Vitor Belfort and Yoshihiro Akiyama square off in middleweight action at UFC 133 on Saturday night. (Photo by Josh Hedges/Zuffa LLC/Zuffa LLC via Getty Images)
In middleweight action on the UFC 133 main card, former UFC light heavyweight champion Vitor Belfort (19-9) returns to the Octagon following his devastating loss to UFC middleweight champion Anderson Silva at UFC 126 to battle Japanese judoka Yoshihiro Akiyama (13-3-0-2). Belfort had previously enjoyed a career resurgence, winning five straight bouts under the Cage Rage, Affliction, and UFC banners. His most notable wins came in the latter half of that run, destroying UFC veterans Rich Franklin and Matt Lindland in first round knockouts.
Akiyama's career has been a roller coaster as of late, both in his performances inside the Octagon and in the outcomes to those bouts. He's lost two straight, dropping an unanimous decision to Michael Bisping at UFC 120 in October and losing via submission at UFC 116 in a wild affair to Chris Leben. He defeated Alan Belcher in his debut at UFC 100 in July of 2009, edging Belcher on the scorecards and earning a split decision win.
The UFC isn't giving Akiyama any layups. Two straight losses with the possibility of a third in his future may lead to Akiyama's departure from the promotion after Saturday night, which is strange considering the possibility of the UFC running an event in Japan. Perhaps this is a way to convey the message that Akiyama needs to drop down to welterweight as well. In any case, Akiyama has a tall task ahead of him, and history suggests that Akiyama will end up on the losing end.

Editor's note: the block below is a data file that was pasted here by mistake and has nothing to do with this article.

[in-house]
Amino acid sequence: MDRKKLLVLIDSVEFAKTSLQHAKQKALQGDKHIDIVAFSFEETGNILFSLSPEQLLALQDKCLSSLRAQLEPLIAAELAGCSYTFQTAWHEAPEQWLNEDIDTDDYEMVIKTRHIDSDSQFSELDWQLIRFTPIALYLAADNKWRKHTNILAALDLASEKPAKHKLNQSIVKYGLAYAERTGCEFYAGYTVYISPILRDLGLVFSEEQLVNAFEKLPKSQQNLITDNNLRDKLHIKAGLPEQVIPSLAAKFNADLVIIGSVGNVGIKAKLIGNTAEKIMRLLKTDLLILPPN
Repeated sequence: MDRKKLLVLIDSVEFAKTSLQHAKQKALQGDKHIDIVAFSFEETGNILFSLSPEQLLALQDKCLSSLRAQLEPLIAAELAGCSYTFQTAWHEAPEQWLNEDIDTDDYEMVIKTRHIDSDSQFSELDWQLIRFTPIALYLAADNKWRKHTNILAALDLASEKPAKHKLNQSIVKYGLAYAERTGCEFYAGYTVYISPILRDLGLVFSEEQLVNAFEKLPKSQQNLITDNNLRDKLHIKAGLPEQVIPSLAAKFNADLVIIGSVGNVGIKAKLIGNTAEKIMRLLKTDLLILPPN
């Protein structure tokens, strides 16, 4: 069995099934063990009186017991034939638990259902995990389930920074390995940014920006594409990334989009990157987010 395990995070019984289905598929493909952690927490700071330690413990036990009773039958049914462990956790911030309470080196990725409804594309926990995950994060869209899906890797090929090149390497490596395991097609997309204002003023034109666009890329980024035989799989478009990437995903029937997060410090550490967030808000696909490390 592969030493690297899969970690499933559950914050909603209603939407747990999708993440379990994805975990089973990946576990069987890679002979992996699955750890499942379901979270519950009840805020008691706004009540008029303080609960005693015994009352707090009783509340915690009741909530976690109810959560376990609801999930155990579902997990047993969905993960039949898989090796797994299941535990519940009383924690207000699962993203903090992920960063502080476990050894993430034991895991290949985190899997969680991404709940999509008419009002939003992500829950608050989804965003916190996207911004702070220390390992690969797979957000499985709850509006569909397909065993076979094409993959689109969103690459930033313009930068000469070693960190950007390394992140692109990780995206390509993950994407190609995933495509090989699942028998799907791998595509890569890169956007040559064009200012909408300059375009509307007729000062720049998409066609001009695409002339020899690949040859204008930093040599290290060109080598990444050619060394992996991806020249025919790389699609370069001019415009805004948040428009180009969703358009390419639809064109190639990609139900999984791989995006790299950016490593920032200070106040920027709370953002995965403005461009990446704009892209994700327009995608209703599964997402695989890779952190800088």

What exactly does that mean? Akiyama's vaunted Judo background has become far less prominent in his overall game since his move to the UFC. He possesses the fight stopping power to be a true threat on the feet, but strategy is thrown to the wayside once he's hit. Standing toe-to-toe with Akiyama may not be the best idea for his opponents. Unfortunately, it isn't a good idea for Akiyama either as he's playing the dangerous odds game. His undersized frame for the 185 lb. weight class doesn't help either.
Like Akiyama, Belfort possesses one-punch stopping power. Belfort is the quicker puncher however, and he should have a size advantage over Akiyama. There is the off chance that Akiyama attempts to take down Belfort and implement a ground and pound attack, but I'm finding it hard to imagine Belfort wading in too far to allow that to happen. Belfort should maintain quick feet, stay on the outside, and unload power attacks from range, moving in and out and punishing Akiyama to a finish.
Vitor Belfort vs. Yoshihiro Akiyama
Vitor Belfort (478 votes)
Yoshihiro Akiyama (219 votes)
697 total votes